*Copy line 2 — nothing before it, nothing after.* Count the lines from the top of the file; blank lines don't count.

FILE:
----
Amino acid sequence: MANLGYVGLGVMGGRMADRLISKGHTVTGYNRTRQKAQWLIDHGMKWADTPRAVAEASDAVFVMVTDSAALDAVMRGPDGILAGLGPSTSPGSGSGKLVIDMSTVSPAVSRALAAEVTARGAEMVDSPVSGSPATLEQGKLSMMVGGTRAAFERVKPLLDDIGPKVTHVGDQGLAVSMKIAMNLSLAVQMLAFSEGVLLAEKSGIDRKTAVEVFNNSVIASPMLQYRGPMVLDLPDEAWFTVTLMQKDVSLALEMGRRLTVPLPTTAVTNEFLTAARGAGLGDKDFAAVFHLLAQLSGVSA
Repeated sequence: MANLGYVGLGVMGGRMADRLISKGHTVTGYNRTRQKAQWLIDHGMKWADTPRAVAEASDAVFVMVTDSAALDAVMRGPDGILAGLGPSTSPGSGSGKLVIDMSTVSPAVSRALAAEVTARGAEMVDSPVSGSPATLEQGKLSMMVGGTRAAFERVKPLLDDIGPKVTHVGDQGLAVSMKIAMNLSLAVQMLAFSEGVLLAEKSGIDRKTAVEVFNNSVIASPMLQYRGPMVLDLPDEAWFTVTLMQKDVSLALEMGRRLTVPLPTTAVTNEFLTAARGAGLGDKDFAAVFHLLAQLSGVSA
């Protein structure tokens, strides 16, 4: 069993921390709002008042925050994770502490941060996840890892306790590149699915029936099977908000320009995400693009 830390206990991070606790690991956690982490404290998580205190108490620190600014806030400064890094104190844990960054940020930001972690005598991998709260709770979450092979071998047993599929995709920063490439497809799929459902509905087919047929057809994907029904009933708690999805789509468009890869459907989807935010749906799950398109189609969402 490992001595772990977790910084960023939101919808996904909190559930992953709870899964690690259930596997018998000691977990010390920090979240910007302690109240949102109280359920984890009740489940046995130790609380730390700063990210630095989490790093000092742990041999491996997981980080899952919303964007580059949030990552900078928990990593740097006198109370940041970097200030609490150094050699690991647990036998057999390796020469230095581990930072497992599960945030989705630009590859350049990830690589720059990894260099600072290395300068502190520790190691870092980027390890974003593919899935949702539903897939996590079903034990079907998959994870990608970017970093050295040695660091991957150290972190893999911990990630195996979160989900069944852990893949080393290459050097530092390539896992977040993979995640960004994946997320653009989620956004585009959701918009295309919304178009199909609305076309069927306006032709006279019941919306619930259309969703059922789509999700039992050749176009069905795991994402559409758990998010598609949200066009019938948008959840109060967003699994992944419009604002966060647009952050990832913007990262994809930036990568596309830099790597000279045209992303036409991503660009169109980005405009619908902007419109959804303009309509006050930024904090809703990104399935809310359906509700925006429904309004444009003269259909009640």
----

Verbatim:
Repeated sequence: MANLGYVGLGVMGGRMADRLISKGHTVTGYNRTRQKAQWLIDHGMKWADTPRAVAEASDAVFVMVTDSAALDAVMRGPDGILAGLGPSTSPGSGSGKLVIDMSTVSPAVSRALAAEVTARGAEMVDSPVSGSPATLEQGKLSMMVGGTRAAFERVKPLLDDIGPKVTHVGDQGLAVSMKIAMNLSLAVQMLAFSEGVLLAEKSGIDRKTAVEVFNNSVIASPMLQYRGPMVLDLPDEAWFTVTLMQKDVSLALEMGRRLTVPLPTTAVTNEFLTAARGAGLGDKDFAAVFHLLAQLSGVSA